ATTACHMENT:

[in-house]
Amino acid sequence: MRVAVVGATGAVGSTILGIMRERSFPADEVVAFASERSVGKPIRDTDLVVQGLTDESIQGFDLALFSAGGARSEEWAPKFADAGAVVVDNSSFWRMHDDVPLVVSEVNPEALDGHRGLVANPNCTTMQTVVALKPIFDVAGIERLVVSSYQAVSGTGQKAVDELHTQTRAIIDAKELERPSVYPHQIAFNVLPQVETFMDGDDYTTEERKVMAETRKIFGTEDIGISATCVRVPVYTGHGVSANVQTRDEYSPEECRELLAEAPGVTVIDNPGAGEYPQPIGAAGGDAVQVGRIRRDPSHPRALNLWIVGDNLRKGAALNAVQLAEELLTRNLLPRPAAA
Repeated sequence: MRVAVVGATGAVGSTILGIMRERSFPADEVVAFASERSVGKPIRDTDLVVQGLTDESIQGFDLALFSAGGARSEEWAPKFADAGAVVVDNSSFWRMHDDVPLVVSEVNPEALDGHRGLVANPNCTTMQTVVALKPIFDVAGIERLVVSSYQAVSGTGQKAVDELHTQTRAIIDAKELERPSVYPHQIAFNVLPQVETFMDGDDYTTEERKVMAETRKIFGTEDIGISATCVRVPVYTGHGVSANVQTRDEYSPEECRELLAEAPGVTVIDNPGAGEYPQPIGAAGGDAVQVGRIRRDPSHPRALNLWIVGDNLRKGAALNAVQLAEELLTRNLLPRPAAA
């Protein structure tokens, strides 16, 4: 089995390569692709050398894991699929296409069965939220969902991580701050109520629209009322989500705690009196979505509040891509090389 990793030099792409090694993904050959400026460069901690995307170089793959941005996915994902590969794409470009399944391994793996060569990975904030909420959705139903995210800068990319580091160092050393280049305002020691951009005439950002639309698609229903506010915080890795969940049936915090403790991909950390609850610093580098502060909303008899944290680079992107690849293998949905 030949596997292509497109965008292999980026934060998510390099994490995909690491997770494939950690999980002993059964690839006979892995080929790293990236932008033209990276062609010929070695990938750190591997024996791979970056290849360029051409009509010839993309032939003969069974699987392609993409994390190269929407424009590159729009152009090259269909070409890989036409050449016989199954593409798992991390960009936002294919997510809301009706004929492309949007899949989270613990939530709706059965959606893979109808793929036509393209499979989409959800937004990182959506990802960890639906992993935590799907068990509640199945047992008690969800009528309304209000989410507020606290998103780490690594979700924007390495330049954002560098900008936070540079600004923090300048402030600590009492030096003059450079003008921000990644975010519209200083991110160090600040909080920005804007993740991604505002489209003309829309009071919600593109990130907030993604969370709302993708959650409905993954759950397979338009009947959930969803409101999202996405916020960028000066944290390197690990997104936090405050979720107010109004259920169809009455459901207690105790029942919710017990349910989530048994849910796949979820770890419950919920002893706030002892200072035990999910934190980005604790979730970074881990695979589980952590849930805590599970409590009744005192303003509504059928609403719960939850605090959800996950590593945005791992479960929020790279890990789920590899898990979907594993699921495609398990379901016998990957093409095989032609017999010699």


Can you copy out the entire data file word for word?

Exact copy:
[in-house]
Amino acid sequence: MRVAVVGATGAVGSTILGIMRERSFPADEVVAFASERSVGKPIRDTDLVVQGLTDESIQGFDLALFSAGGARSEEWAPKFADAGAVVVDNSSFWRMHDDVPLVVSEVNPEALDGHRGLVANPNCTTMQTVVALKPIFDVAGIERLVVSSYQAVSGTGQKAVDELHTQTRAIIDAKELERPSVYPHQIAFNVLPQVETFMDGDDYTTEERKVMAETRKIFGTEDIGISATCVRVPVYTGHGVSANVQTRDEYSPEECRELLAEAPGVTVIDNPGAGEYPQPIGAAGGDAVQVGRIRRDPSHPRALNLWIVGDNLRKGAALNAVQLAEELLTRNLLPRPAAA
Repeated sequence: MRVAVVGATGAVGSTILGIMRERSFPADEVVAFASERSVGKPIRDTDLVVQGLTDESIQGFDLALFSAGGARSEEWAPKFADAGAVVVDNSSFWRMHDDVPLVVSEVNPEALDGHRGLVANPNCTTMQTVVALKPIFDVAGIERLVVSSYQAVSGTGQKAVDELHTQTRAIIDAKELERPSVYPHQIAFNVLPQVETFMDGDDYTTEERKVMAETRKIFGTEDIGISATCVRVPVYTGHGVSANVQTRDEYSPEECRELLAEAPGVTVIDNPGAGEYPQPIGAAGGDAVQVGRIRRDPSHPRALNLWIVGDNLRKGAALNAVQLAEELLTRNLLPRPAAA
């Protein structure tokens, strides 16, 4: 089995390569692709050398894991699929296409069965939220969902991580701050109520629209009322989500705690009196979505509040891509090389 990793030099792409090694993904050959400026460069901690995307170089793959941005996915994902590969794409470009399944391994793996060569990975904030909420959705139903995210800068990319580091160092050393280049305002020691951009005439950002639309698609229903506010915080890795969940049936915090403790991909950390609850610093580098502060909303008899944290680079992107690849293998949905 030949596997292509497109965008292999980026934060998510390099994490995909690491997770494939950690999980002993059964690839006979892995080929790293990236932008033209990276062609010929070695990938750190591997024996791979970056290849360029051409009509010839993309032939003969069974699987392609993409994390190269929407424009590159729009152009090259269909070409890989036409050449016989199954593409798992991390960009936002294919997510809301009706004929492309949007899949989270613990939530709706059965959606893979109808793929036509393209499979989409959800937004990182959506990802960890639906992993935590799907068990509640199945047992008690969800009528309304209000989410507020606290998103780490690594979700924007390495330049954002560098900008936070540079600004923090300048402030600590009492030096003059450079003008921000990644975010519209200083991110160090600040909080920005804007993740991604505002489209003309829309009071919600593109990130907030993604969370709302993708959650409905993954759950397979338009009947959930969803409101999202996405916020960028000066944290390197690990997104936090405050979720107010109004259920169809009455459901207690105790029942919710017990349910989530048994849910796949979820770890419950919920002893706030002892200072035990999910934190980005604790979730970074881990695979589980952590849930805590599970409590009744005192303003509504059928609403719960939850605090959800996950590593945005791992479960929020790279890990789920590899898990979907594993699921495609398990379901016998990957093409095989032609017999010699």